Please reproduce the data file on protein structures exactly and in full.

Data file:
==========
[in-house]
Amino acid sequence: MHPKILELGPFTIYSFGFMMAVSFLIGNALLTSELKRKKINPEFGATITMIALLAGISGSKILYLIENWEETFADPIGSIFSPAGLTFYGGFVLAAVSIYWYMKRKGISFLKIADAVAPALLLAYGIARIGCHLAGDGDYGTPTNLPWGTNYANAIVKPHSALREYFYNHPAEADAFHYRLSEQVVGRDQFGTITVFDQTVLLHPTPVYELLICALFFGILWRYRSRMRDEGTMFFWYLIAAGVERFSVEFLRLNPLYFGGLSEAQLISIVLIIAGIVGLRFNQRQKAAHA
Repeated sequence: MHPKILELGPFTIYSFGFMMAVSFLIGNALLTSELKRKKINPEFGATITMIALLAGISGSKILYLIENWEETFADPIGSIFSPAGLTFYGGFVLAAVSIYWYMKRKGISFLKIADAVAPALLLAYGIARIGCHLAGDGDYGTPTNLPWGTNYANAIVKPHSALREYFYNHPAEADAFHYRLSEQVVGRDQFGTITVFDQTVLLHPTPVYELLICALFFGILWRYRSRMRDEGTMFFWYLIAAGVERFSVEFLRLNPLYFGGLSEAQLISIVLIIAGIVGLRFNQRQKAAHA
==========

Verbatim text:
[in-house]
Amino acid sequence: MHPKILELGPFTIYSFGFMMAVSFLIGNALLTSELKRKKINPEFGATITMIALLAGISGSKILYLIENWEETFADPIGSIFSPAGLTFYGGFVLAAVSIYWYMKRKGISFLKIADAVAPALLLAYGIARIGCHLAGDGDYGTPTNLPWGTNYANAIVKPHSALREYFYNHPAEADAFHYRLSEQVVGRDQFGTITVFDQTVLLHPTPVYELLICALFFGILWRYRSRMRDEGTMFFWYLIAAGVERFSVEFLRLNPLYFGGLSEAQLISIVLIIAGIVGLRFNQRQKAAHA
Repeated sequence: MHPKILELGPFTIYSFGFMMAVSFLIGNALLTSELKRKKINPEFGATITMIALLAGISGSKILYLIENWEETFADPIGSIFSPAGLTFYGGFVLAAVSIYWYMKRKGISFLKIADAVAPALLLAYGIARIGCHLAGDGDYGTPTNLPWGTNYANAIVKPHSALREYFYNHPAEADAFHYRLSEQVVGRDQFGTITVFDQTVLLHPTPVYELLICALFFGILWRYRSRMRDEGTMFFWYLIAAGVERFSVEFLRLNPLYFGGLSEAQLISIVLIIAGIVGLRFNQRQKAAHA